The art of teaching music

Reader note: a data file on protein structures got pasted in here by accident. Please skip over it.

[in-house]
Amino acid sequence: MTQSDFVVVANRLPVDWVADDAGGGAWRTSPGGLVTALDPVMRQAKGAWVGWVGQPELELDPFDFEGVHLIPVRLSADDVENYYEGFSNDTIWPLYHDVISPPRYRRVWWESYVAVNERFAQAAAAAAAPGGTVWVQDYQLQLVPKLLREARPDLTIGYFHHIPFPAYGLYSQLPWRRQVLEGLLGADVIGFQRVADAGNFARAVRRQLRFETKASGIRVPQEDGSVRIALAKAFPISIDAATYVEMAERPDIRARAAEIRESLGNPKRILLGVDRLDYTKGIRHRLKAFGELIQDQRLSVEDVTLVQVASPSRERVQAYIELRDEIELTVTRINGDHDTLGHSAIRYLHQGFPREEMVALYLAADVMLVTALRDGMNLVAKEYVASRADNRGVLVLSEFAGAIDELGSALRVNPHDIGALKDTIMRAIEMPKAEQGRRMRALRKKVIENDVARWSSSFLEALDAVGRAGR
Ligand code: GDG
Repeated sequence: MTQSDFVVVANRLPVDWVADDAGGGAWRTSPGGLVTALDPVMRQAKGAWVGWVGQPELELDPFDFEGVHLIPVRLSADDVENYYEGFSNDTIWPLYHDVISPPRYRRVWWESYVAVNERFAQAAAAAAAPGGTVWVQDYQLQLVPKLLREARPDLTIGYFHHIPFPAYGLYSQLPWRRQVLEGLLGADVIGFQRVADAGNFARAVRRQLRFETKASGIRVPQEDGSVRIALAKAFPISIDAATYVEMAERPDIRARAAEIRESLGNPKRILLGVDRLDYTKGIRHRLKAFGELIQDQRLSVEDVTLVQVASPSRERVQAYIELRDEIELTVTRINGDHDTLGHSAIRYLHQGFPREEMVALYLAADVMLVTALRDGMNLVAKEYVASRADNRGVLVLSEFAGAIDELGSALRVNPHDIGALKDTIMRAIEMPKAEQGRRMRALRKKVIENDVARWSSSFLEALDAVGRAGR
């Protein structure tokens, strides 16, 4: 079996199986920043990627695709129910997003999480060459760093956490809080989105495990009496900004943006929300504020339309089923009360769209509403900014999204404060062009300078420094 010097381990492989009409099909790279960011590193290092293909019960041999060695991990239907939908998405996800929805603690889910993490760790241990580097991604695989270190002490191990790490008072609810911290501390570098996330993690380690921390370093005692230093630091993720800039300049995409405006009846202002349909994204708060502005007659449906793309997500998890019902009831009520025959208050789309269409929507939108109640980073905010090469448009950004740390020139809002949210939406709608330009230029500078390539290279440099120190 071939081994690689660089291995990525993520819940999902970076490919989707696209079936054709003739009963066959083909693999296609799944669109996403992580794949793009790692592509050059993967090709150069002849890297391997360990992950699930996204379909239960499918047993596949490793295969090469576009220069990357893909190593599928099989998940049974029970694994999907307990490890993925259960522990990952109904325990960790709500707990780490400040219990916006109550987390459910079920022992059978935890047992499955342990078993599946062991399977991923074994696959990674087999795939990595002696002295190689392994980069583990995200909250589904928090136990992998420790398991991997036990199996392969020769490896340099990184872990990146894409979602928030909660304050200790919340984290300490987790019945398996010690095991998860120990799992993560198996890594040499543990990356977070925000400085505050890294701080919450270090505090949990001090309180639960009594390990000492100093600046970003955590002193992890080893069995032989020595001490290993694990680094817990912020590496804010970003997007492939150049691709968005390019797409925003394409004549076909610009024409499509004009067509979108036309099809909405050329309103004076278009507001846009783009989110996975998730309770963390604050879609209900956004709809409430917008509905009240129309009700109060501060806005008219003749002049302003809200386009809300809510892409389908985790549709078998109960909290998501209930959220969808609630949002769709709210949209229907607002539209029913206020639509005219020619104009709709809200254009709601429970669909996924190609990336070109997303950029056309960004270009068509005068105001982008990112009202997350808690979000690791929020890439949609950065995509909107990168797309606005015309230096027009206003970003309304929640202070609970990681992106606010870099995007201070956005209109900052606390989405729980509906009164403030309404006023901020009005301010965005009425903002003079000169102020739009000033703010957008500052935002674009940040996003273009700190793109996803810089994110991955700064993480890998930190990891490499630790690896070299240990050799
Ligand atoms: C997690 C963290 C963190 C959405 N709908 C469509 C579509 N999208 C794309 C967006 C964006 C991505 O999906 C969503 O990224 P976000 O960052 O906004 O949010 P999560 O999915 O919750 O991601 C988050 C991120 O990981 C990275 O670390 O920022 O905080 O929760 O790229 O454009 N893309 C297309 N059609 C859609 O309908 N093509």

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<ul><li><p>This article was downloaded by: [UQ Library]On: 05 November 2014, At: 03:49Publisher: RoutledgeInforma Ltd Registered in England and Wales Registered Number: 1072954 Registeredoffice: Mortimer House, 37-41 Mortimer Street, London W1T 3JH, UK</p><p>Music Education ResearchPublication details, including instructions for authors andsubscription information:http://www.tandfonline.com/loi/cmue20</p><p>The art of teaching musicDiana Harris aa The Open University , UKPublished online: 01 Mar 2010.</p><p>To cite this article: Diana Harris (2010) The art of teaching music, Music Education Research, 12:1,124-126, DOI: 10.1080/14613800903569278</p><p>To link to this article: http://dx.doi.org/10.1080/14613800903569278</p><p>PLEASE SCROLL DOWN FOR ARTICLE</p><p>Taylor &amp; Francis makes every effort to ensure the accuracy of all the information (theContent) contained in the publications on our platform. However, Taylor &amp; Francis,our agents, and our licensors make no representations or warranties whatsoever as tothe accuracy, completeness, or suitability for any purpose of the Content. Any opinionsand views expressed in this publication are the opinions and views of the authors,and are not the views of or endorsed by Taylor &amp; Francis. The accuracy of the Contentshould not be relied upon and should be independently verified with primary sourcesof information. Taylor and Francis shall not be liable for any losses, actions, claims,proceedings, demands, costs, expenses, damages, and other liabilities whatsoeveror howsoever caused arising directly or indirectly in connection with, in relation to orarising out of the use of the Content.</p><p>This article may be used for research, teaching, and private study purposes. Anysubstantial or systematic reproduction, redistribution, reselling, loan, sub-licensing,systematic supply, or distribution in any form to anyone is expressly forbidden. Terms &amp;Conditions of access and use can be found at http://www.tandfonline.com/page/terms-and-conditions</p><p>http://www.tandfonline.com/loi/cmue20http://www.tandfonline.com/action/showCitFormats?doi=10.1080/14613800903569278http://dx.doi.org/10.1080/14613800903569278http://www.tandfonline.com/page/terms-and-conditionshttp://www.tandfonline.com/page/terms-and-conditions</p></li><li><p>Frohlich, C. 2009. Vitality in music and dance as basic existential experience. In Commu-nicative musicality: Exploring the basis of human companionship, ed. S. Malloch andC. Trevarthen, 495512. Oxford: Oxford University Press.</p><p>Malloch, S., and C. Trevarthen, eds. 2009. Communicative musicality: Exploring the basis ofhuman companionship. Oxford: Oxford University Press.</p><p>Mithen, S. 2005. The singing Neanderthals: The origins of music, language, mind and body.London: Weidenfeld and Nicolson.</p><p>Pinker, S. 1997. How the mind works. London: Penguin Books.Qualifications and Curriculum Authority (QCA). 2001. Planning for learning in the foundation</p><p>stage. London: DfES/QCA.</p><p>Linda Pound</p><p>Freelance education consultant (early years)</p><p>lindapound@hotmail.com</p><p># 2010, Linda Pound</p><p>The art of teaching music, by Estelle R. Jorgensen, Bloomington, IN, USA, Indiana</p><p>University Press, 2008, 344 pp., 18.99 (paperback), ISBN 978-0-253-21963-3; 56</p><p>(hardback), ISBN 978-0-253-35078-7</p><p>A veteran teachers practical approach to music education, on the back cover of this</p><p>book, gives us a clue to the experience which comes from Estelle Jorgensen, a</p><p>thoughtful and highly respected teacher in the field of music education and</p><p>philosophy of music. It should come as no surprise, therefore, that this book covers</p><p>every aspect that could possibly be considered part of the life of the music teacher,</p><p>particularly within the US system of music education, where Jorgensen has spent</p><p>most of her teaching life. However, it is also relevant for any thinking musicians and</p><p>education students, many of her points being about teaching in general.</p><p>In her preface, Jorgensen tells us that she does not intend to define music</p><p>education in this book, having tackled that previously in In search of music education</p><p>(1997), but rather that, I seek to share principles that I see as important in the life</p><p>and work of the music teacher principles that emerge out of my reading andreflection on my own lived experience (xi). The one-word chapter titles are divided</p><p>into three categories: Who ought the teacher to be? containing Teacher, Value,</p><p>Disposition, Judgement and Leader; What is the nature of musicality at the</p><p>heart of music teaching?: Musician, Listener, Performer and Composer; and</p><p>How should music instruction be conducted?: Organization, Design, Instruc-</p><p>tion, Imagination and Reality. Rather than taking points from all of these</p><p>chapters I have decided to concentrate on one, Listener, for two reasons: first,</p><p>because Jorgensen uses the same approach to each chapter, thus ensuring a</p><p>continuity of style throughout; and, secondly, because this is the chapter that had</p><p>most impact on me, and that I feel best shows the depth of reflection to be found.</p><p>Having said that, I have rarely read a book that is so packed full of ideas and my</p><p>summary of the chapter below still only skates over the key points.</p><p>In the first paragraph of Chapter 7, Listener, Jorgensen tells us that, Since we</p><p>are dealing primarily with sounds, a primary focus of our teaching needs to be on</p><p>how to help our students hear them intelligently (111). This stopped me in my tracks</p><p>because I do not think I have ever put intelligent and listening together. Gripped</p><p>124 Book reviews</p><p>Dow</p><p>nloa</p><p>ded </p><p>by [</p><p>UQ</p><p> Lib</p><p>rary</p><p>] at</p><p> 03:</p><p>50 0</p><p>5 N</p><p>ovem</p><p>ber </p><p>2014</p></li><li><p>already, I was pleased that Jorgensen dispensed with the idea of differentiating</p><p>between musical listening and hearing in favour of concentrating on the various</p><p>sorts of musical listening that are possible and valid (111). She then goes on</p><p>to describe the ways in which music, constructed sonically, can be listened to:</p><p>intellectually, sensually, experimentally, performatively, contextually, technically,</p><p>peripherally and repetitively.Intellectual listening refers to how a listener contemplates and reflects before,</p><p>while and after the music sounds. Here Jorgensen looks at the position, held by</p><p>many, that the meaning of the music is to be found in its structure and that music</p><p>therefore needs to be analysed to be understood. She then points out that this</p><p>apparently singular musical meaning will mean different things depending on</p><p>your philosophy of music, so that expressionist, pragmatic, phenomenological or</p><p>feminist listeners (115) will hear the music differently. When we listen to music</p><p>sensually we are engaging on a different level. This is what Copland and Sessions</p><p>would consider a primal and instinctual response. For Jorgensen this is most evident</p><p>when listening to live rock music. But in the classical music field the driving and</p><p>pulsating rhythms in the music of such composers as Stravinsky and Orff (117)</p><p>appeal most directly to what she calls the basic and instinctual (117) part of her.</p><p>The reason she calls them instinctual is because the responses tend to happen before</p><p>she is conscious of thinking about how they have happened. Another way of</p><p>expressing this is to say that it is bodily listening, and for a teacher it should be a</p><p>reminder of the interaction between the body and music.Listening experientially is passionate, felt and receptive (119) and is centred in</p><p>our emotional life. One of the key points here is that even though we respond</p><p>strongly to the music, we would find it difficult to express what we feel; the</p><p>experience cannot be grasped vicariously (120). In other words if you have not</p><p>actually been at a concert you could not know what had transpired there. Whereas</p><p>listening sensually can be done instinctually this type of music requires a holistic</p><p>approach, bringing together intellect, emotion and sense that is active and receptive,</p><p>subjective and objective (120). Jorgensen likens it to a sort of sacred space (121)</p><p>where we experience awe and wonder.</p><p>When we listen performatively it relates to our own ability as performers.</p><p>Jorgensen believes that members of the audience who are not performers would not</p><p>be able to respond in this way. Listening to other people performing will allow us to</p><p>hear things we would probably not have heard when performing ourselves. Contextual</p><p>listening happens when the music we are listening to is associated with the place or</p><p>context where we hear it; it is bound up with cultural or social significance.Listening for the various constituent skills that comprise music making (127) is</p><p>what Jorgensen means by technical listening. She further breaks this down into</p><p>different skill-sets to allow for all the aspects that go into producing music, from the</p><p>composer through to the manager in charge of aspects such as lighting and sound</p><p>amplification for special effect. Here she cautions about making technical listening</p><p>exclusive, rather than inclusive, a process which can hinder the development of</p><p>student understanding. Peripheral listening is that which occurs in the context of</p><p>other life activities. Perhaps, in this day and age when music seems to be everywhere</p><p>many of us would not call this listening at all. But Jorgensen reminds us of Vernon</p><p>Howard who distinguished between focal awareness when we are concentrating on</p><p>something, and peripheral awareness which is not the primary activity. Although</p><p>Music Education Research 125</p><p>Dow</p><p>nloa</p><p>ded </p><p>by [</p><p>UQ</p><p> Lib</p><p>rary</p><p>] at</p><p> 03:</p><p>50 0</p><p>5 N</p><p>ovem</p><p>ber </p><p>2014</p></li><li><p>we may too often use peripheral listening in the background when students are</p><p>involved in some other creative activity for example, it does serve to remind us that</p><p>music is part of lived life and has an important role in such things as a bell tolling at</p><p>the beginning of a religious ritual.</p><p>Finally, listening repetitively has been brought about by technical advances that</p><p>have allowed us to record and replay exactly identical performances. Whilst</p><p>acknowledging the point made by Attali that this has devalued music to the extent</p><p>that people can possess or own it rather than being engaged with [it] spiritually or</p><p>sensuously (131), it has allowed us a unique opportunity to hear great performances</p><p>frozen in time. It has, of course, also greatly widened the music available for us to</p><p>share with our students. However, this also has its disadvantages when live traditions</p><p>become lost to the world. In the conclusion to this chapter on listening Jorgensen</p><p>writes:</p><p>What is the value of understanding these various types of listening? Having sketchedsome of the different purposes, methods, advantages, and limitations, we are now in aposition to choose wisely and well, knowing that listening is not a monolithic processbut comes in several varieties. (134)</p><p>As an experienced teacher and teacher educator myself much of this book came as a</p><p>welcome refresher, with new insights along the way to allow for more reflection on</p><p>my own practice. For every beginning music teacher this should be compulsory</p><p>reading, going a long way beyond advice for a particular sector, and presenting a</p><p>picture of music teaching that can be adapted to suit any situation. Here are</p><p>Jorgensens closing words:</p><p>We are comforted to realize that in spending our lives in music teaching we are spendingthem doing good for others, enriching and transforming their lives personally, musicallyand culturally. And I know of no better, happier and rewarding way to live. (284)</p><p>Diana Harris</p><p>The Open University, UK</p><p>dh2924@tutor.open.ac.uk</p><p># 2010, Diana Harris</p><p>The singing book, by Meribeth Dayme and Cynthia Vaughn, London,</p><p>W.W. Norton &amp; Company, 2008 (2nd Edition), 367 pp., 23.99 (paperback), ISBN</p><p>978-0-393-93052-8</p><p>This takes the form of a book and accompanying CDs and is suitable for all kinds of</p><p>singers who want both technical information about how the voice works and a variety</p><p>of songs to sing. It is well laid out, easily accessible and presents a refreshing no-</p><p>nonsense approach. The accompanying two-CD set gives listening options for learning</p><p>and practising the songs. Both class teachers and conservatoire teachers will find this</p><p>invaluable as a core text for vocal students as well as a useful anthology of songs.There are three sections in The singing book. The first, entitled The First Steps to</p><p>Singing Easily, has a multi-dimensional approach, where pupils are encouraged to</p><p>think for themselves and make a voyage of discovery through applying mental,</p><p>126 Book reviews</p><p>Dow</p><p>nloa</p><p>ded </p><p>by [</p><p>UQ</p><p> Lib</p><p>rary</p><p>] at</p><p> 03:</p><p>50 0</p><p>5 N</p><p>ovem</p><p>ber </p><p>2014</p></li></ul>